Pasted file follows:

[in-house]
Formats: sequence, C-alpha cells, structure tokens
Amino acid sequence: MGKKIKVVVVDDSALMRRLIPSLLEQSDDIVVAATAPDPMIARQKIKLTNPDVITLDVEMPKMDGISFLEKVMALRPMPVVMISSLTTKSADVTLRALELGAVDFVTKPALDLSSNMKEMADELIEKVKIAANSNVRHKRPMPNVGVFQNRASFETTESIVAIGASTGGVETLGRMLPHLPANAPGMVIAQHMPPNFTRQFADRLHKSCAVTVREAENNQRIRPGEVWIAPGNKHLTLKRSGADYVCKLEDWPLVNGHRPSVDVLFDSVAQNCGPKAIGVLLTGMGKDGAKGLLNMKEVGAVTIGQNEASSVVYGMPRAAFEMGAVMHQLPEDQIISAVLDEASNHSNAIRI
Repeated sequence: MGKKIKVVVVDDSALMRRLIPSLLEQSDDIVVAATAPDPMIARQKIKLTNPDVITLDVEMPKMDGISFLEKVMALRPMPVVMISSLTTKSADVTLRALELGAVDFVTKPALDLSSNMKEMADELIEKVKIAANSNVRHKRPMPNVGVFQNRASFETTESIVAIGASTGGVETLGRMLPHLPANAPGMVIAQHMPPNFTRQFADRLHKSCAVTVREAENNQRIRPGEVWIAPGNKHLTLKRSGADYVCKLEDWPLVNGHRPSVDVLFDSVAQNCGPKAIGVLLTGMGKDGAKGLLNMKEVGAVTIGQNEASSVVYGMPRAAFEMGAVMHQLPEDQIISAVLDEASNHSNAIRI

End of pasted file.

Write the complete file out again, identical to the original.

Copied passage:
[in-house]
Formats: sequence, C-alpha cells, structure tokens
Amino acid sequence: MGKKIKVVVVDDSALMRRLIPSLLEQSDDIVVAATAPDPMIARQKIKLTNPDVITLDVEMPKMDGISFLEKVMALRPMPVVMISSLTTKSADVTLRALELGAVDFVTKPALDLSSNMKEMADELIEKVKIAANSNVRHKRPMPNVGVFQNRASFETTESIVAIGASTGGVETLGRMLPHLPANAPGMVIAQHMPPNFTRQFADRLHKSCAVTVREAENNQRIRPGEVWIAPGNKHLTLKRSGADYVCKLEDWPLVNGHRPSVDVLFDSVAQNCGPKAIGVLLTGMGKDGAKGLLNMKEVGAVTIGQNEASSVVYGMPRAAFEMGAVMHQLPEDQIISAVLDEASNHSNAIRI
Repeated sequence: MGKKIKVVVVDDSALMRRLIPSLLEQSDDIVVAATAPDPMIARQKIKLTNPDVITLDVEMPKMDGISFLEKVMALRPMPVVMISSLTTKSADVTLRALELGAVDFVTKPALDLSSNMKEMADELIEKVKIAANSNVRHKRPMPNVGVFQNRASFETTESIVAIGASTGGVETLGRMLPHLPANAPGMVIAQHMPPNFTRQFADRLHKSCAVTVREAENNQRIRPGEVWIAPGNKHLTLKRSGADYVCKLEDWPLVNGHRPSVDVLFDSVAQNCGPKAIGVLLTGMGKDGAKGLLNMKEVGAVTIGQNEASSVVYGMPRAAFEMGAVMHQLPEDQIISAVLDEASNHSNAIRI